It's not just a matter of more channels meaning more potential throughput. Four channels is more significant than that. You need four channels to do Wi-Fi in three dimensions.
Three non-overlapping channels are plenty for a two-dimensional set-up, where circular cells cover a big floor in a warehouse, for instance. When you have more than one floor to unwire, there will be places where three signals will come through from the floor below, and you won't have another channel to use.
WINc manager can do this with standard access points, says Miller, arranging the channels they use to give four usable channels.
There are limits!
It all sounds too good to be true, and yes, there are weaknesses in the Cirond approach. For one thing, the system, so far, assumes that all access points will be on the same subnet, which limits the size it can extend to.
But who cares? "Right now, people don't need roaming between subnets," says Miller. "And WINc Manager will have it later this year, anyway." Almost all WLAN installations are small enough to go on one subnet, he says. Apart from the obvious vertical markets, of hospitals and schools, big large scale Wi-Fi deployment is a fantasy,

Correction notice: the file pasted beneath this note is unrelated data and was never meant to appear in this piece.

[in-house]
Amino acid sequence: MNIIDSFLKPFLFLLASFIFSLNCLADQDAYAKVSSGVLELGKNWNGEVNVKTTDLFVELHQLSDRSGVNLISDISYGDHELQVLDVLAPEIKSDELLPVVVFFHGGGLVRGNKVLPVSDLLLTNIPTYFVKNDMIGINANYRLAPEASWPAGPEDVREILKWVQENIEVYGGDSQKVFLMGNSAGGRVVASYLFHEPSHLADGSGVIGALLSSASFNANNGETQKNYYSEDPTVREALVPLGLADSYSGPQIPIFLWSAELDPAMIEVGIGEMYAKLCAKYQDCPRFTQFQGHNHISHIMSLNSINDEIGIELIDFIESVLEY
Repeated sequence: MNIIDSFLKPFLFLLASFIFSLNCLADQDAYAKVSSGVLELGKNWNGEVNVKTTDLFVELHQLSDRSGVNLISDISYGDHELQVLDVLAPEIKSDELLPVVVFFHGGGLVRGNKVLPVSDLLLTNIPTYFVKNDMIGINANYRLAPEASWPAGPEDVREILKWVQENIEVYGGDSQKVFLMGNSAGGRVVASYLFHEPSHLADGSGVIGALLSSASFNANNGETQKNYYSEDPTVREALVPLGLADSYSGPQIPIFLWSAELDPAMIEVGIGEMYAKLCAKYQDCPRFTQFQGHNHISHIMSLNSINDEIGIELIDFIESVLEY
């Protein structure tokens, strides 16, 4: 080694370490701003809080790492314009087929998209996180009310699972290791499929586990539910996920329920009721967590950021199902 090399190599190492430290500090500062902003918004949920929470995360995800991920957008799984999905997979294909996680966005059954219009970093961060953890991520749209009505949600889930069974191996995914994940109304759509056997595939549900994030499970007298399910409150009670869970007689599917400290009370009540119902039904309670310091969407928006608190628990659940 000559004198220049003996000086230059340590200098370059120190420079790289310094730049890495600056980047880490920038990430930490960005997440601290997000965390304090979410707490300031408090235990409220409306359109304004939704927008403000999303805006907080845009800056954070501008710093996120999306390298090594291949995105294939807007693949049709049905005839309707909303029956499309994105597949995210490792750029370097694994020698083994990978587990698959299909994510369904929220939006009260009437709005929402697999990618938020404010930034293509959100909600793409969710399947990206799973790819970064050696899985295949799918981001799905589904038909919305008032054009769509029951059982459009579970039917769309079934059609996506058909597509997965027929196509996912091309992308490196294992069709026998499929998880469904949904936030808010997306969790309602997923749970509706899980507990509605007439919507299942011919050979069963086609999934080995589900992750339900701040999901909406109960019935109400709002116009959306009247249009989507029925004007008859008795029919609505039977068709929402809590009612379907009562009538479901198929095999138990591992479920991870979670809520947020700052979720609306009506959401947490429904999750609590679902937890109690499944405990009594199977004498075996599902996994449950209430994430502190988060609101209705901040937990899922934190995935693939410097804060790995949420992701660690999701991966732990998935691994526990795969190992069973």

"Even large companies don't need large wireless networks," he says. "For them, wireless is an adjunct, and that makes it just like a small business wireless LAN."
"The biggest market in my opinion is the small and medium business," he says. All the Wi-Fi volume sales are in homes right now, where the wireless network is put in to avoid the need to run cables. The next market is small offices, which will put it in much the same way. "It is easier, cheaper and faster to install than wires. Small companies constantly move to new buildings, and the wiring is always unusable." All these companies need is a way to hook up more access points cheaply and securely.
But who is Cirond anyway?
Cirond Corporation, from the little financial information on the Web, is a fledgling. Although the company's mission, and its chief executive, have remained unchanged over the last year (see this article from Business 2.0, May 2003), there have been some behind-the scenes rejigging.
The shares of Cirond Networks were bought late in 2003 by Exmailit - a company which set itself up on the perverse premise of email-to-snailmail conversion - which then changed its name to Cirond Corporation. "The transaction was essentially a reverse merger," explains Miller. "Cirond essentially went public by our former parent company, Cirond Technologies selling Cirond Networks (which is where we hold all our IP) to ExMailit, which immediately following the merger changed its name to Cirond Corporation. The operating company remained the same, and all the management and employees stayed the same through the transaction."
The company's filings suggest an outfit whose financial performance has so far been at "noise" level, but which is planning to get at least some of the VC money that Miller despises.
The proof of this pudding - like all Wi-Fi products - will have to be in actual tests of the product. The company has a joint marketing agreement with Netgear, which may bring it to wider attention.